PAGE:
National Coming Out Day

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At the school where I work, they are celebrating National Coming Out Day with assemblies that highlight the Sexual Orientation and Gender Identity curriculum introduced in BC schools two years ago. I am so grateful to live and work in an inclusive environment that respects people of all genders and sexuality, because I am bisexual.

But more importantly, because I watched a boy the same age as my daughter, suffer excruciating anxiety and miss too much school until he changed his name and came out as the trans boy that he always felt himself to be. As a girl, his body language was wilted and caved in on itself. He rarely smiled, or made eye contact and seemed to be disconnected from his person. Then he came out to his classmates, and thanks to the SOGI education they had received, the class cheered for him, immediately accepting his new pronouns. The very next day the body language and demeanor of this boy was wholly different. Suddenly he was standing upright and walking tall. He moved with confidence and I watched him laughing with his friends for the first time in months. He attended camp for the first time, and started going to PE again.Butterfly transformation

It was a remarkable transformation. I have shared with many, the human drama that I was privileged to bear witness to. It touched me deeply. I had never met a trans gendered person before, and he was astonishing to behold.

In August, Vancouver’s Queer Film Festival hosted a series of short films focused on trans youth. As fate would have it, one of the films was directed by a woman I had consulted about my short film, so of course I was eager to see it. The whole series was a revelation, but especially moving was hearing the trans kids describe their experience, one I had just watched unfold at school. My heart went out to the brave children, some of whom were present at the screening and sat at the front of the theatre afterwards, earnestly answering questions from the audience. Their courage was astounding.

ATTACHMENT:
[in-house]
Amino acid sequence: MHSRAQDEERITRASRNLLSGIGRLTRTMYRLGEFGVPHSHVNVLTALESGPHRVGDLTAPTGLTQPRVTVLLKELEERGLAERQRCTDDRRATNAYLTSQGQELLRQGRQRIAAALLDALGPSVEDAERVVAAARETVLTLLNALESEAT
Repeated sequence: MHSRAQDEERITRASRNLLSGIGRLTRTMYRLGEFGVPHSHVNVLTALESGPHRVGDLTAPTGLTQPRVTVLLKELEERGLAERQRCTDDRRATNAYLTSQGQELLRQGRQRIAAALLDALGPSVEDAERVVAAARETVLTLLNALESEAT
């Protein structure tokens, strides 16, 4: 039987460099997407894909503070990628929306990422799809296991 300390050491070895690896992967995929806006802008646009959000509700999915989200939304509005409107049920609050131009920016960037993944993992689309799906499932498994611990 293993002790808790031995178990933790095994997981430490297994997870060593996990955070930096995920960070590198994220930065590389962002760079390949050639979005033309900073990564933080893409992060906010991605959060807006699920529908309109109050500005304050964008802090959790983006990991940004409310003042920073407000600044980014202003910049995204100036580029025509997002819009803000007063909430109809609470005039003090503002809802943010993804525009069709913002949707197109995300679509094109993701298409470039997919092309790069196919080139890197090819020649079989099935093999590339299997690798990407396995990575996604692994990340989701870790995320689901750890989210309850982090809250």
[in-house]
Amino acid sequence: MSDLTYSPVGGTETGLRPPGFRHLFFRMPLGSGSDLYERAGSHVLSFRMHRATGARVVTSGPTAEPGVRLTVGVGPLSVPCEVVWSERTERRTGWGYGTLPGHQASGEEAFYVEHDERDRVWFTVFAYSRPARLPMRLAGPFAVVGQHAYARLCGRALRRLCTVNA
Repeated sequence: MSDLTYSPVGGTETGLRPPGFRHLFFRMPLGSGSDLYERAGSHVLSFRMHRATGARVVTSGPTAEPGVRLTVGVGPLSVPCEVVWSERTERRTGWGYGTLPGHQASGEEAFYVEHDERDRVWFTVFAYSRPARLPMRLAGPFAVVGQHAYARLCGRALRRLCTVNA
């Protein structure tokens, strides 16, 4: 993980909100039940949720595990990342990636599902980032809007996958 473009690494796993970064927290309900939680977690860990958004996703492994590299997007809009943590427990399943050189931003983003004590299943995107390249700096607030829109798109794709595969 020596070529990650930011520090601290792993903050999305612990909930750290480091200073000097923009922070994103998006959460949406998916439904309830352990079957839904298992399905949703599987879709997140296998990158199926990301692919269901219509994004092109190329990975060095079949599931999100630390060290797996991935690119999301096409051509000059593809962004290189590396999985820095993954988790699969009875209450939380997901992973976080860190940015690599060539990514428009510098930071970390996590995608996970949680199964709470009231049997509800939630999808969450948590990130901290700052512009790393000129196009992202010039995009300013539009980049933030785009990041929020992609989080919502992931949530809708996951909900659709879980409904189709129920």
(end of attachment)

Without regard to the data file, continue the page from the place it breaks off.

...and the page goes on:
Beauty
A documentary by Christina Willings

It has been quite a learning journey, but what struck me about the whole experience, was how resistant my brain seemed, to the concept of trans gender kids. It was hard for me to understand. I found it inexplicably challenging to adjust to the boy’s new pronouns. I accidentally referred to him as her. I thought it would be easier for me, and it was alarming that I might not be as open minded as I always thought.

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As I watched the film, moving though it was, I could hear my brain debating with these children as they described their feelings. I wanted to cheer for their bravery and fight for their chosen pronouns, yet my brain kept saying, “Yeah, but…” Yeah, but wanting to play hockey instead of ballet classes doesn’t make one a boy. Liking make up and dolls doesn’t make one a girl… and this type of example seemed to be the context of each child’s self-discovery.

As a bisexual woman, gender norms seem unimportant to me. Who I am attracted to or my ‘male’ characteristics don’t define my womanhood. My life and experiences do. So, I found myself asking that question… what makes us women and men? Clearly not biology or sexual attraction… these kids may only have interests and friends within which to reflect their gender identity, but I trust them when they say they felt like they were in the wrong body. I believe them. I just can’t relate. I feel connected to my body quite intimately. We have survived a lot together, and being a woman is a big part of how I define myself: a bisexual single mother, pro-choice advocate, filmmaker, and sexual assault survivor.

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But that’s me.  And as much as I deserve to be believed, and trusted in how I define myself, watching that young man grow into himself over the past 6 months has convinced me that everyone deserves the same trust and belief, whether you can understand or agree with it or not.  It is all I needed, to see that gender identity education and inclusion matters. It mattered at my school, to that boy and his family.

And it matters to the other kids out there who may be suffering in silence the same way.  We need to change the culture of shame and silence, by believing.

 

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